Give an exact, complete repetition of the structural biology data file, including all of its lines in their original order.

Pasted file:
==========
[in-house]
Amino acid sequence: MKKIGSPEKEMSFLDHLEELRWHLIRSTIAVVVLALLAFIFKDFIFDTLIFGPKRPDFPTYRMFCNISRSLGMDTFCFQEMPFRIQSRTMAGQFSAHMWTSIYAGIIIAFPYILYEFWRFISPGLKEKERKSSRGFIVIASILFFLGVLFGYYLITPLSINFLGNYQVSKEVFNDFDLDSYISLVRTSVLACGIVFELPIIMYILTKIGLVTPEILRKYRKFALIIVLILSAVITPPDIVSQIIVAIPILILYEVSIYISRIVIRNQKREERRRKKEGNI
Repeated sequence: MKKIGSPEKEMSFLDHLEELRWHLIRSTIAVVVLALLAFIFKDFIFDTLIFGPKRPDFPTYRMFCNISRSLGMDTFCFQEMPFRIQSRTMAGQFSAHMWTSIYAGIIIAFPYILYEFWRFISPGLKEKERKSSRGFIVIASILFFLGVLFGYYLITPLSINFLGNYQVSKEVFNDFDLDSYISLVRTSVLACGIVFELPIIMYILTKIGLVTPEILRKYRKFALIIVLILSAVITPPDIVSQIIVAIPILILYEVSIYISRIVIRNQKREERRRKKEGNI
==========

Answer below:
[in-house]
Amino acid sequence: MKKIGSPEKEMSFLDHLEELRWHLIRSTIAVVVLALLAFIFKDFIFDTLIFGPKRPDFPTYRMFCNISRSLGMDTFCFQEMPFRIQSRTMAGQFSAHMWTSIYAGIIIAFPYILYEFWRFISPGLKEKERKSSRGFIVIASILFFLGVLFGYYLITPLSINFLGNYQVSKEVFNDFDLDSYISLVRTSVLACGIVFELPIIMYILTKIGLVTPEILRKYRKFALIIVLILSAVITPPDIVSQIIVAIPILILYEVSIYISRIVIRNQKREERRRKKEGNI
Repeated sequence: MKKIGSPEKEMSFLDHLEELRWHLIRSTIAVVVLALLAFIFKDFIFDTLIFGPKRPDFPTYRMFCNISRSLGMDTFCFQEMPFRIQSRTMAGQFSAHMWTSIYAGIIIAFPYILYEFWRFISPGLKEKERKSSRGFIVIASILFFLGVLFGYYLITPLSINFLGNYQVSKEVFNDFDLDSYISLVRTSVLACGIVFELPIIMYILTKIGLVTPEILRKYRKFALIIVLILSAVITPPDIVSQIIVAIPILILYEVSIYISRIVIRNQKREERRRKKEGNI